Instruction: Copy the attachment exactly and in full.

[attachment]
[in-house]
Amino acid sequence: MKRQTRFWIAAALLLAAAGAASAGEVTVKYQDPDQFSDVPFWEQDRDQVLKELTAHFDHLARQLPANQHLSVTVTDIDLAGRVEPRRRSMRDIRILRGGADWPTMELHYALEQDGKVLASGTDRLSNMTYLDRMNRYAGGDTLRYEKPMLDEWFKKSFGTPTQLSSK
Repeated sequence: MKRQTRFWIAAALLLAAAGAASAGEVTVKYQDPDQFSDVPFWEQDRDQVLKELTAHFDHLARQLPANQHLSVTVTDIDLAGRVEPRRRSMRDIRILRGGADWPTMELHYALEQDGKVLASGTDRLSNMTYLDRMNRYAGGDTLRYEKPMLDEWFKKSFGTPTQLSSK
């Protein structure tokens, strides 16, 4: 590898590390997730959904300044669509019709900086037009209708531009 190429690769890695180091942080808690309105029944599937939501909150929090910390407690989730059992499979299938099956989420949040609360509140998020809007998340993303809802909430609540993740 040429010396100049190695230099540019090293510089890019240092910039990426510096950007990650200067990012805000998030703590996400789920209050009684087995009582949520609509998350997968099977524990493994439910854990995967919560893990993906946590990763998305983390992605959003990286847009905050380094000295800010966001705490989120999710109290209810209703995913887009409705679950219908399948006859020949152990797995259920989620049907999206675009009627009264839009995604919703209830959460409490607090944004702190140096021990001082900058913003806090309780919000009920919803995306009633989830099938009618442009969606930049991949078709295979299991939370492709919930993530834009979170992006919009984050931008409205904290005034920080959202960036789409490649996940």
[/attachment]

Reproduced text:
[in-house]
Amino acid sequence: MKRQTRFWIAAALLLAAAGAASAGEVTVKYQDPDQFSDVPFWEQDRDQVLKELTAHFDHLARQLPANQHLSVTVTDIDLAGRVEPRRRSMRDIRILRGGADWPTMELHYALEQDGKVLASGTDRLSNMTYLDRMNRYAGGDTLRYEKPMLDEWFKKSFGTPTQLSSK
Repeated sequence: MKRQTRFWIAAALLLAAAGAASAGEVTVKYQDPDQFSDVPFWEQDRDQVLKELTAHFDHLARQLPANQHLSVTVTDIDLAGRVEPRRRSMRDIRILRGGADWPTMELHYALEQDGKVLASGTDRLSNMTYLDRMNRYAGGDTLRYEKPMLDEWFKKSFGTPTQLSSK
């Protein structure tokens, strides 16, 4: 590898590390997730959904300044669509019709900086037009209708531009 190429690769890695180091942080808690309105029944599937939501909150929090910390407690989730059992499979299938099956989420949040609360509140998020809007998340993303809802909430609540993740 040429010396100049190695230099540019090293510089890019240092910039990426510096950007990650200067990012805000998030703590996400789920209050009684087995009582949520609509998350997968099977524990493994439910854990995967919560893990993906946590990763998305983390992605959003990286847009905050380094000295800010966001705490989120999710109290209810209703995913887009409705679950219908399948006859020949152990797995259920989620049907999206675009009627009264839009995604919703209830959460409490607090944004702190140096021990001082900058913003806090309780919000009920919803995306009633989830099938009618442009969606930049991949078709295979299991939370492709919930993530834009979170992006919009984050931008409205904290005034920080959202960036789409490649996940």